Those who see climate change as the proximate threat take another view, one that has evolved into a kind of secular religion. Debate on the science of climate change must be shut down -- you must have faith.
We Americans have sinned, and we will be punished unless we repent and change our ways. We have been selfish, and we have failed to heed the advice of the more enlightened and sophisticated nations of the world. We must do penance by sacrificing some of our comforts (though not the gigantic houses and private jet travel of Al Gore or John Edwards). We must reduce carbon emissions by some tremendous percentage.
Left mostly unspoken is which of the two mechanisms to reduce emissions will be used: a carbon tax, which will impose significant costs on everyone and big costs on some (coal miners, steel manufacturers), or a cap-and-trade system, which can be gamed by sharp operators (it was central to the business model of Enron).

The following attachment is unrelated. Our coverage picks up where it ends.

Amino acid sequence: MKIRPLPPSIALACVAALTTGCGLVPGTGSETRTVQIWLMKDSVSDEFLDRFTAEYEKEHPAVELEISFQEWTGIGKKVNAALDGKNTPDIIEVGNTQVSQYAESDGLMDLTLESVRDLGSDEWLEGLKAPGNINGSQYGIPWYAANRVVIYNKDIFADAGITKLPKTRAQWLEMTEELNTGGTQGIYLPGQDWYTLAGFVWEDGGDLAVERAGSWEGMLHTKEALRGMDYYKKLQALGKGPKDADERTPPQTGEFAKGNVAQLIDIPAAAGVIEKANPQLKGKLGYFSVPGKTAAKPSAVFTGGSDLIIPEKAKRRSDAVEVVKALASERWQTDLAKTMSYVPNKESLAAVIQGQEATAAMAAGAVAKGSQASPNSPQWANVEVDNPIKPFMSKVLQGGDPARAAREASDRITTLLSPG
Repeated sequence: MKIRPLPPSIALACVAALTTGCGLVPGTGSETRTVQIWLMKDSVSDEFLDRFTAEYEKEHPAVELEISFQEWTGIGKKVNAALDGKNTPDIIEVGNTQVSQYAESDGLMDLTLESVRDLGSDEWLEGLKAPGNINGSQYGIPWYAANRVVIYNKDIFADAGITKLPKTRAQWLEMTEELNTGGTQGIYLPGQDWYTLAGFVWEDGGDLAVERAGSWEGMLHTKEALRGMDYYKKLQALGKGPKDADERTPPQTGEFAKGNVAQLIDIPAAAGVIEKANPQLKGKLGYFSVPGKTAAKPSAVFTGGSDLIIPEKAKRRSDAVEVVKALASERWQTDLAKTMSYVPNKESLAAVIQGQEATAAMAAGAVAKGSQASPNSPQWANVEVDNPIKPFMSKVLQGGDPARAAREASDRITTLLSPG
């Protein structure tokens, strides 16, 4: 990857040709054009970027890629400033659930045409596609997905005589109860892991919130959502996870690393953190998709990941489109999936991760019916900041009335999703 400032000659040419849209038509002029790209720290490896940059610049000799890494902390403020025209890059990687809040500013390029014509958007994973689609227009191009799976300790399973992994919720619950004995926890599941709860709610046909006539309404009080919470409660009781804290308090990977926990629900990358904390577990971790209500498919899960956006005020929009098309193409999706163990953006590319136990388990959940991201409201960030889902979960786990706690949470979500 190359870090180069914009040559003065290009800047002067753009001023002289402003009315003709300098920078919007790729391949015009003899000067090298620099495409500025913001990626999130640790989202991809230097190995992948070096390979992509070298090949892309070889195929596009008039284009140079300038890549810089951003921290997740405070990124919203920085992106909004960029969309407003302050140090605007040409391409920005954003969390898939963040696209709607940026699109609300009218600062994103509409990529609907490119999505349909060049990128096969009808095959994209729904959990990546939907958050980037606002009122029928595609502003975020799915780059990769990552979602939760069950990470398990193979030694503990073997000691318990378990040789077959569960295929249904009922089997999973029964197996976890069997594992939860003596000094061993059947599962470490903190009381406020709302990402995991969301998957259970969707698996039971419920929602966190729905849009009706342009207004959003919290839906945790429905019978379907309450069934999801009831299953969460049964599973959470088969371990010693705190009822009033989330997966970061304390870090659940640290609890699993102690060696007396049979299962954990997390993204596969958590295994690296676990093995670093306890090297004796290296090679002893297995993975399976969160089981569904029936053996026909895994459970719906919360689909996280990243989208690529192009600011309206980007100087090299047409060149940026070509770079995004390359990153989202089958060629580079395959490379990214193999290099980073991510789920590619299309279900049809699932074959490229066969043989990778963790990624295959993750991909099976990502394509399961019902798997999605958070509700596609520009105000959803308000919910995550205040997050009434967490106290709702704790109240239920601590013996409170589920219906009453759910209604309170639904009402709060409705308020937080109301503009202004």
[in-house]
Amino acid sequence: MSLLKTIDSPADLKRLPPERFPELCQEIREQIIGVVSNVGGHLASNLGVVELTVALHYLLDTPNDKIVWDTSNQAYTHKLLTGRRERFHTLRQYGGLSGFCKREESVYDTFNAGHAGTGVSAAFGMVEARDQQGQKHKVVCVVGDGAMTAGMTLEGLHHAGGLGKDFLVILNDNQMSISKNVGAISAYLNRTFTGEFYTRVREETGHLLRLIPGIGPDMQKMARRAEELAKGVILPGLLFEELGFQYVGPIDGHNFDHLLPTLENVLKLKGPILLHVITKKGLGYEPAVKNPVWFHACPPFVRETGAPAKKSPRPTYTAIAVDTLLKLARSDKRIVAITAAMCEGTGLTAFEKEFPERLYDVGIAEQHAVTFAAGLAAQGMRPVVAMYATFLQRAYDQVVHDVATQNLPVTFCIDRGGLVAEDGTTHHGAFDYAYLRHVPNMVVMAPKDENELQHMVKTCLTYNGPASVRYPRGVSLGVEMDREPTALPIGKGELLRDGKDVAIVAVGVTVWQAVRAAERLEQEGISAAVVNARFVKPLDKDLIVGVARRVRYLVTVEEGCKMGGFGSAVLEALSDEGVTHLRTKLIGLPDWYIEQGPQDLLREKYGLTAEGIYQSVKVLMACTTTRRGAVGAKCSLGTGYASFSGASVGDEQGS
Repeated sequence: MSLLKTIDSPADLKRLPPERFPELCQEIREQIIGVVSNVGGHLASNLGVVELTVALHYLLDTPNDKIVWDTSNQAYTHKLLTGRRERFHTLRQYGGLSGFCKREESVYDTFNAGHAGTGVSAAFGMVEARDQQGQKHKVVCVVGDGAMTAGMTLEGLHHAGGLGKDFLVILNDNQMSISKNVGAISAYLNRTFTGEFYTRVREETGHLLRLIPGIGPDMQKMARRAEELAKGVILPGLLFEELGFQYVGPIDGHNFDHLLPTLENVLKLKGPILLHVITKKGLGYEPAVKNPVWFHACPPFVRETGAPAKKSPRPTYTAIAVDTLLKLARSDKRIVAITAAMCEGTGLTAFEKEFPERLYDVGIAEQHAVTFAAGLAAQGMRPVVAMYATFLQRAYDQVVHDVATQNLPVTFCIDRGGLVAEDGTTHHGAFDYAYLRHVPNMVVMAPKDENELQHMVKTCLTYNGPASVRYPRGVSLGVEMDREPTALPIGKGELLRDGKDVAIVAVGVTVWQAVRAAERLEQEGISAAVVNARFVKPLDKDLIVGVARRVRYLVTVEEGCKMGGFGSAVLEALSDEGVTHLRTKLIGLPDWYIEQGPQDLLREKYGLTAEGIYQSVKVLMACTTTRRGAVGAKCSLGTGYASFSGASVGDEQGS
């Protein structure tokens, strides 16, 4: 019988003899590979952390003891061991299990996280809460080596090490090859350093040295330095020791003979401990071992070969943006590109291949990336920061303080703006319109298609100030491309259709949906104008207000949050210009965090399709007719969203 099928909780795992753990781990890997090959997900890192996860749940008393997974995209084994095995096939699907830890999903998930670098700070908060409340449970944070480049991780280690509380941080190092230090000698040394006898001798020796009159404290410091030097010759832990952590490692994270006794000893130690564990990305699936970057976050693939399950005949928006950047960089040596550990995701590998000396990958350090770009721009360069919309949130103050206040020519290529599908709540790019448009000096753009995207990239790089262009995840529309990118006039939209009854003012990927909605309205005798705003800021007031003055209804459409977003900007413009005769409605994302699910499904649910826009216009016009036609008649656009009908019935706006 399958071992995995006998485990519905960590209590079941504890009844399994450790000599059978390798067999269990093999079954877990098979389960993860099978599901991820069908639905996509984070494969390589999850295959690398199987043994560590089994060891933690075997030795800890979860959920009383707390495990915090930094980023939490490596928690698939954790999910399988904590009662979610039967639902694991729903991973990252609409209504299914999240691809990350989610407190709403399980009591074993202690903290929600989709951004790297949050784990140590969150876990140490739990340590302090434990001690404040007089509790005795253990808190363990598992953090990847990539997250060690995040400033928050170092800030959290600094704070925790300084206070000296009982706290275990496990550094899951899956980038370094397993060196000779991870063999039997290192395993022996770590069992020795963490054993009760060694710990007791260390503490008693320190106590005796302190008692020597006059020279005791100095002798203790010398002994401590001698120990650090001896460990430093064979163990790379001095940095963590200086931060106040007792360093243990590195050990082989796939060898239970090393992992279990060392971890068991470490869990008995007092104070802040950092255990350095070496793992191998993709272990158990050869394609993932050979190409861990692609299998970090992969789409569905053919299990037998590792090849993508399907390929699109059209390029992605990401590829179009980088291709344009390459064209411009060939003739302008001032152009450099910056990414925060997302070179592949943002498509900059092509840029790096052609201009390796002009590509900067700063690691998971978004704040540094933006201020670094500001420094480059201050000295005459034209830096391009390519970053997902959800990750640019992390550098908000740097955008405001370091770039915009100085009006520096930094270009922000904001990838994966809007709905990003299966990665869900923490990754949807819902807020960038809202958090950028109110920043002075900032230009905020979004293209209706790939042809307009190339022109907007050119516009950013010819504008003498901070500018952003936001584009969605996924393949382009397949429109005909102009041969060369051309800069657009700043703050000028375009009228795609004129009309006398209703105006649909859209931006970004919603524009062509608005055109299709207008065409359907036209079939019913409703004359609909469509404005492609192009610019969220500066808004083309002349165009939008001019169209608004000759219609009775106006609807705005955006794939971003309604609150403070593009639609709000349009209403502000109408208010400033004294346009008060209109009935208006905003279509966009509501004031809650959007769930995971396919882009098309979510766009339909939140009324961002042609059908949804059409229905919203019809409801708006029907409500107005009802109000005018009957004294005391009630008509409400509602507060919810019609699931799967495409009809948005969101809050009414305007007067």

He who defines the issues tends to determine the outcome of the election. When pollster Peter Hart asked a bipartisan focus group which candidate could best protect the nation, several people mentioned Rudy Giuliani and John McCain, one mentioned Barack Obama, and no one mentioned Hillary Clinton. Evidently these people, unlike international elites, see the threat as Islamist terrorism and not climate change.
We know which seems more threatening to Republican and Democratic primary voters. But what about independents, who favored Republicans in 2002 and 2004 and Democrats in 2006? The answer may tell you which side wins in 2008.